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Who Will Know About My Bankruptcy?

A good question that bankruptcy attorneys hear every day is, "Who will know about my bankruptcy?" Generally speaking, bankruptcy is a confidential process, however, the Bankruptcy Code and Federal Rules of Bankruptcy Procedure require that notice of one's bankruptcy case must be sent to certain individuals and businesses.

Bankruptcy is a legal process and therefore is public record. While it used to be a more common practice, these days few newspapers will publish bankruptcy filings in the "public notices" section. This is because the number of bankruptcy filings makes reporting personal bankruptcies impractical. In 2011, more than a million and a half people will file bankruptcy, and more than 5.7 million people have filed since September 30, 2005. So, unless you are famous or your bankruptcy case is newsworthy for some other reason, notice of your filing is unlikely to be printed in your local newspaper.

When your case is filed, you are required to submit a list of the names and addresses of every individual or business you owe. . Everyone on that list receives a notice of your bankruptcy. The notice also prohibits the creditor from taking any further collection activity. The bankruptcy court will send notices only to the names on your list of creditors, to your attorney, and a notice to you. Friends and family members are not sent notices unless you identify them as a creditor on your list.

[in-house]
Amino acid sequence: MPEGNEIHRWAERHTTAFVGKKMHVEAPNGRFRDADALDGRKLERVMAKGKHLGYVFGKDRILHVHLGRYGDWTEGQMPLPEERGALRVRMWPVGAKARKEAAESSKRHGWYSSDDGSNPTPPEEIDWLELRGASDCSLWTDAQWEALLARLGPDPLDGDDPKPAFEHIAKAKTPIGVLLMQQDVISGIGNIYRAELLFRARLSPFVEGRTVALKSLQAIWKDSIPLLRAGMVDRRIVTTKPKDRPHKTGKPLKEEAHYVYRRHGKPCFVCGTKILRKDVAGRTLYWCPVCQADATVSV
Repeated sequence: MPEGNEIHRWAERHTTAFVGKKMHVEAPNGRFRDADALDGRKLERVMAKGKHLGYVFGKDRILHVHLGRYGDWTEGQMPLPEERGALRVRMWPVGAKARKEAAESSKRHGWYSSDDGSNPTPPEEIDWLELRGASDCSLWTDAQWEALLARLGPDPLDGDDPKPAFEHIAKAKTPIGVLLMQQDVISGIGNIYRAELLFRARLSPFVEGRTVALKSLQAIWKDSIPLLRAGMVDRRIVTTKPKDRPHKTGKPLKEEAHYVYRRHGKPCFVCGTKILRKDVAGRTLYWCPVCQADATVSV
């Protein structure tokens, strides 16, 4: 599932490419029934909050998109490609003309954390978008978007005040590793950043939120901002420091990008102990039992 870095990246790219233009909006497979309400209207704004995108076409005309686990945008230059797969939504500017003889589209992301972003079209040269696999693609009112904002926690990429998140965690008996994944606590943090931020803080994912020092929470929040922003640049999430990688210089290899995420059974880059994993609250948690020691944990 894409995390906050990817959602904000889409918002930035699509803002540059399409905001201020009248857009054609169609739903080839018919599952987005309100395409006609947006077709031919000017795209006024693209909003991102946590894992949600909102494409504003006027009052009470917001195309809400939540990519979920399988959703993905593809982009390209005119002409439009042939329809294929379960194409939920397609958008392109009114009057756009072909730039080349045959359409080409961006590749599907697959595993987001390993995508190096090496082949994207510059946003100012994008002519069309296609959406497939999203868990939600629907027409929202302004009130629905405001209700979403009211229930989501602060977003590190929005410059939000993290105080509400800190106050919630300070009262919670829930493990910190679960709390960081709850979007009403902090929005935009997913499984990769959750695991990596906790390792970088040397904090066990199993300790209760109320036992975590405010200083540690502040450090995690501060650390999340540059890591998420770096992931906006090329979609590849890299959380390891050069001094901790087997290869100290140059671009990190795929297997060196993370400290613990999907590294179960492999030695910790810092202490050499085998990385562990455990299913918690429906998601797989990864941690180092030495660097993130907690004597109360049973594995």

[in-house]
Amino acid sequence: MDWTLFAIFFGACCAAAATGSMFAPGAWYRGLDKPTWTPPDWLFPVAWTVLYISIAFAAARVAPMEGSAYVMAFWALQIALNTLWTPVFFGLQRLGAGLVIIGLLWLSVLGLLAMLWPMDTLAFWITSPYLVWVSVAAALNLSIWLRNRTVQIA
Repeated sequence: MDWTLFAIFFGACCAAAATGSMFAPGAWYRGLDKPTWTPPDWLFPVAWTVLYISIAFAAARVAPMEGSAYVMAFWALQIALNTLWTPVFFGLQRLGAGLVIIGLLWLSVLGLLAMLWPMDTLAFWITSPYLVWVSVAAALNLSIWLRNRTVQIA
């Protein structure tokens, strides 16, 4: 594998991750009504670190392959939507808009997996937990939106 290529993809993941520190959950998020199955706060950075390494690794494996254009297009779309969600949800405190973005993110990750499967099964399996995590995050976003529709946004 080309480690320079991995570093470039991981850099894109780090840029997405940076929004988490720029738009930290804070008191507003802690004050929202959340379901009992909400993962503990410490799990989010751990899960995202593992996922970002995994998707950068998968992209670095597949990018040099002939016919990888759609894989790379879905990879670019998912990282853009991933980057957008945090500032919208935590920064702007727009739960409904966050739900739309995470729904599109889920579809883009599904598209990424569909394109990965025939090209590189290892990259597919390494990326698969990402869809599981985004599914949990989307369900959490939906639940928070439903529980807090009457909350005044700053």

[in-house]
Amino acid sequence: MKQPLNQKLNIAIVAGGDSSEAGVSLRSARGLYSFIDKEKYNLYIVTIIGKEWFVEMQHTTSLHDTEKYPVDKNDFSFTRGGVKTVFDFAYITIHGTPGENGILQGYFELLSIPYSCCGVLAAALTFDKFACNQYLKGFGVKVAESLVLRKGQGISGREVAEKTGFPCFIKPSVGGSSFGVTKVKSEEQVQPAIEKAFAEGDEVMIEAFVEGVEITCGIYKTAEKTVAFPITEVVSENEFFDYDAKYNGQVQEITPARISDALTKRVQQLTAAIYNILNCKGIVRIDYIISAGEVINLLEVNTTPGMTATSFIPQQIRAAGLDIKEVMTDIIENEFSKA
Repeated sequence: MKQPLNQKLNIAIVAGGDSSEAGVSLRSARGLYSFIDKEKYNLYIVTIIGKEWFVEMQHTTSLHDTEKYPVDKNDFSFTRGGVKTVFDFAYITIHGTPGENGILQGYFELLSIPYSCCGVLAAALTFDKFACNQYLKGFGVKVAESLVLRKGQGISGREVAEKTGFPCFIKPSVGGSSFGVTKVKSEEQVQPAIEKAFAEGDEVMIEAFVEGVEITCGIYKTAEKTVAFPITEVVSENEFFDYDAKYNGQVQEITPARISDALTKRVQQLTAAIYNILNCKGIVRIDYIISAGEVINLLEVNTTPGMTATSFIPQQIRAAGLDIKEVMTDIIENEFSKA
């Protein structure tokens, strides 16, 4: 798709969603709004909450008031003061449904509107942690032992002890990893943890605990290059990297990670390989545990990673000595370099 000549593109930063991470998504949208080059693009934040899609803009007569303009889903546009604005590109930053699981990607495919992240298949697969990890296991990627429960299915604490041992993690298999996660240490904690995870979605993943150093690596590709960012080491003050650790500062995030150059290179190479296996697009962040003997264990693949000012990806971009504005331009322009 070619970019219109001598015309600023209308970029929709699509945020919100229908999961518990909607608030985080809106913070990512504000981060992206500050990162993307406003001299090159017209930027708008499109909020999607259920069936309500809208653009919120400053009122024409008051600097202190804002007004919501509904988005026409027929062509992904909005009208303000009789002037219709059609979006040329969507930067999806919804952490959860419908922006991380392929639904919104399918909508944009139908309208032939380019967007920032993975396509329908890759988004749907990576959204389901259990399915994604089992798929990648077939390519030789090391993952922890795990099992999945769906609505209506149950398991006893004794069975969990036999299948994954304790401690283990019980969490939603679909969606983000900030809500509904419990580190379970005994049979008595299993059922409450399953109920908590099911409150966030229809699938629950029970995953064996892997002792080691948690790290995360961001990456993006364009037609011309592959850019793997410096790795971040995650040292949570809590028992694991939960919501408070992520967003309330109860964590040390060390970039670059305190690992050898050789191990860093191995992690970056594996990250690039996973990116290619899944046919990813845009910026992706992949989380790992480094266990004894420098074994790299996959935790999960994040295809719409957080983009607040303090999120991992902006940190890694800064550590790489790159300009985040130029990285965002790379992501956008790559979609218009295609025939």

In a few limited situations, your employer may receive notice regarding your bankruptcy. Naturally, if you owe your employer money, your employer will be notified. Another reason is if you file a Chapter 13 repayment bankruptcy and wish for your employer to withhold the plan payment from your pay checks. There could also be other reasons to notify your employer, like if your employer is under a court order to garnish your wages and they need to be notified to stop the garnishment.

Since your bankruptcy is public record, any individual may contact the bankruptcy court to obtain information about your case. The majority of bankruptcy courts have an automated telephone system that will provide basic case information to the public. However, some individuals are able to access the Public Access to Court Electronic Records (PACER), an electronic public access service that allows users to obtain bankruptcy case information via the internet. PACER registration is free, but the system charges a an access fee per page.

Most bankruptcy cases are confidential. However, every case is different. If you have specific questions about the effects of filing a bankruptcy, call us today. The attorneys at Miller and Miller can explain the benefits of the federal bankruptcy laws and the process for discharging your debts.

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